Shows how sys­temic farce caused US job losses

China Daily (Canada) - - LIFE - By REUTERS in Los An­ge­les

It is not easy to find the hu­mor in the fi­nan­cial cri­sis that hit theUS econ­omy eight years ago, but The Big Short uses com­edy as a lens to ex­am­ine the in­tri­ca­cies and fail­ures ofWall Street.

The movie, star­ring Chris­tian Bale, Brad Pitt and Steve Carell and out in New York and Los An­ge­les on Fri­day, takes a quirky look at the mort­gage-backed se­cu­rity de­ba­cle that led to theUnited States sliding into re­ces­sion from 2007, and the money man­agers who bet against the fi­nan­cial might of the US econ­omy.

And it had noth­ing to do with short peo­ple.

“I wanted to show that (the fi­nan­cial col­lapse) was more about a sys­tem than it was about in­di­vid­u­als,” di­rec­tor Adam McKay says. “We need bank­ing. Bank­ing is not, in essence, bad ... we just need not cor­rupt bank­ing.”

McKay, the film­maker be­hind rau­cous Will Fer­rell come­dies such as Tal­ladega Nights and An­chor­man, says he had friends and col­leagues on Wall Street and there­fore knew not to joke about its peo­ple.

In­stead, he adapted fi­nan­cial jour­nal­ist Michael Lewis’ best-sell­ing book The Big Short by tak­ing au­di­ences on a far­ci­cal jour­ney into the lit­tle-un­der­stood world of high fi­nance that led to the re­ces­sion and some 8.7 mil­lion Amer­i­cans los­ing their jobs.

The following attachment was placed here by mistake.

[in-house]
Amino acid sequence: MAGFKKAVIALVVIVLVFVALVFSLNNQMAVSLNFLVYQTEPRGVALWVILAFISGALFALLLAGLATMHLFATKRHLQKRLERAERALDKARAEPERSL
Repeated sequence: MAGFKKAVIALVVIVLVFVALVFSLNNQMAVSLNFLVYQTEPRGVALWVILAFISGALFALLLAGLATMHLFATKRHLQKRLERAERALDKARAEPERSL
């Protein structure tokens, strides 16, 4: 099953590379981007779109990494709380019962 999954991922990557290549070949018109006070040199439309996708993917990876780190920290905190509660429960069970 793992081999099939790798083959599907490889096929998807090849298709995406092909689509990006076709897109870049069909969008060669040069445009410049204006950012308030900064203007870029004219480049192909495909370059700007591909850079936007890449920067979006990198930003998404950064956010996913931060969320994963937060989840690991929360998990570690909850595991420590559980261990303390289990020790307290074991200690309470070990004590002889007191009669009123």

The Big Short film fol­lows real-life “shorts” — in­vestors who bet against ris­ing stock and bond prices — por­trayed by Bale, Pitt, Carell and Ryan Gosling.

The “shorts”— trader­swho are de­spised by “long” in­vestors who cheer mar­kets to ever-ris­ing fi­nan­cial heights — cor­rectly saw that the hous­ing boom of the 2000s was largely fu­eled by ag­gres­sive lenders who suck­ered peo­ple into bor­row­ing more money than they could af­ford.

The bad debt was repack­aged into ex­otic se­cu­ri­ties sold to un­aware in­vestors. When “shorts” such as Michael Burry (Bale) dis­cov­ered the flawed se­cu­ri­ties, they bet against them but faced making bil­lions of dol­lars from peo­ple­whowere go­ing to lose their life sav­ings in the near fi­nan­cial col­lapse.

LikeLewis’ book, the movie dis­plays the sys­temic farce that caused the loss of jobs, homes and sav­ings. It also ex­plores the so­cial con­science of some “Wall Streeters” who know ev­ery trade has two sides — win­ners and losers.

“It’s got a lot of dif­fer­ent gears to it, and that’s what life has,” McKay says.

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